Commentary and analysis of the Supreme Court appeal in Halliburton v. Erica P. Fund, to be argued in March 2014. The Court will consider two issues: (1) should the Court overrule or substantially modify its holding in Basic Inc. v. Levinson, 485 U.S. 224 (1988), which recognized a presumption of classwide reliance based on a fraud on the market theory, and (2) may a defendant rebut the presumption and defeat class certification by producing evidence that the defendant’s alleged misrepresentations did not distort its stock market price?
This appeal represents the second coming of securities class litigation between Halliburton Co. (Halliburton) and the Erica P. John Fund, Inc., because the Court previously visited the same facts and similar issues between these litigants in 2011. See Erica P. Fund, Inc. v. Halliburton Co., 131 S.Ct. 2179 (2011) (Halliburton I).
In that case Halliburton unsuccessfully mounted an attack against the presumption of classwide reliance provided by the fraud on the market presumption established in Basic Inc. v. Levinson. Just last term, corporate defendants again unsuccessfully attacked and failed to make inroads on the fraud on the market presumption. See Amgen, Inc. v. Conn. Ret. Plans & Trust Funds, 133 S.Ct. 1184 (2013).
This year — based on hints in Amgen that at least four justices might consider overturning the Basic decision — Halliburton has returned with a full-bore attack on the presumption, asking the Court to finally and definitely overrule this precedent.This Halliburton II appeal is significant because it directly asks the Court to overturn the long-standing Basic presumption of fraud on the market, which has provided securities fraud plaintiffs with an easier path to class certification than plaintiffs in other types of class actions.
If the Court agrees with Halliburton and overrules the Basic presumption, then there will be a new game in town for securities class litigation, one which is likely to be much more difficult for plaintiffs.Almost all the competing arguments that the parties raise have been asserted and briefed to the Court before in Halliburton I and Amgen; hence this round should very much be an exercise in déjà vu, all over again.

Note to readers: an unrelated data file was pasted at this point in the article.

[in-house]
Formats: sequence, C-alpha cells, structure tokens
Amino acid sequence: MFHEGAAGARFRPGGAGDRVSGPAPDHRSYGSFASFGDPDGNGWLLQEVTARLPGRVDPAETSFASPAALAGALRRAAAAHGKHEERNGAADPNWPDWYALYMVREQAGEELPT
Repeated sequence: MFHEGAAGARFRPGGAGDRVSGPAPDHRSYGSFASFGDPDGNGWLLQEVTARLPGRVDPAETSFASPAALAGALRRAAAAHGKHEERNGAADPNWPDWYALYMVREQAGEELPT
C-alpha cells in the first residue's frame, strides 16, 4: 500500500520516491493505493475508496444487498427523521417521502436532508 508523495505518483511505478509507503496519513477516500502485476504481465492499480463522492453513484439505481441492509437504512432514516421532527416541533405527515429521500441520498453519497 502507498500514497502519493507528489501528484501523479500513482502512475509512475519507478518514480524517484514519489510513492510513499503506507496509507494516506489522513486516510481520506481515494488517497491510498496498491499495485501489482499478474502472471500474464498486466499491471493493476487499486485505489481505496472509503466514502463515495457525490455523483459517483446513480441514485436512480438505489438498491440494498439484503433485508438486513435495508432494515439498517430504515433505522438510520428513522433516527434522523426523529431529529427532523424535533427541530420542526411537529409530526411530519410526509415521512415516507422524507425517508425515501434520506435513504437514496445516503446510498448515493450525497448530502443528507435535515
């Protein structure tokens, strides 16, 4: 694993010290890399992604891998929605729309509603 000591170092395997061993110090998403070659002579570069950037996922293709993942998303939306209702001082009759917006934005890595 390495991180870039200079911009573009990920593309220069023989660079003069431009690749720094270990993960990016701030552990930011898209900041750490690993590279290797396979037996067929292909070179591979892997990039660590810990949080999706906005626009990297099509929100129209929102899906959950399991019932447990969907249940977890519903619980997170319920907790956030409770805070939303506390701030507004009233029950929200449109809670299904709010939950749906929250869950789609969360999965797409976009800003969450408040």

Of course, the most tantalizing aspect of this appeal is whether the four justices who hinted in Amgen that they believed Basic to be founded on sketchy economic ground are ready to overrule Basic, joined by some like-minded fifth or sixth justice. What this may come down to is whether Halliburton’s appeal has presented the Court with the appropriate factual and legal scenario to overturn Basic. In Halliburton I and Amgen, the Court characterized loss causation and materiality as elements of the 10b-5 claim, concluding that placing a burden of proof on the plaintiffs was an impermissible, premature intrusion into merits issues at class certification.
Thus, if the Court analogizes the issue of price impact to its prior discussions of loss causation and materiality — if the Court follows that same path — then this case may not be the death of the Basic presumption. Additionally, a different majority will have to rationalize away the Court’s prior affirmations of the Basic presumption, overlooking congressional inaction as supporting the presumption.
Further, the Court might have to entertain a digressive exegesis on the doctrine of stare decisis, as it applies (or not).If the Court declines to overrule Basic, Halliburton’s fallback request to modify Basic to require plaintiffs to prove market price impact at class certification, or to permit defendants to produce rebuttal price impact evidence, seems a hard row to hoe in light of Halliburton I and Amgen. But, if the Court decides to go there, we are likely to witness some complicated and intricate doctrinal tap dancing by the Court.
Linda S. Mullenix, The Fraud on the Market Presumption in Securities Class Actions: Déjà Vu All Over Again, 5 Preview of United States Supreme Court Cases 216 (February 24, 2014) (Halliburton Co. and Lesar v. Erica P. John Fund, Inc.).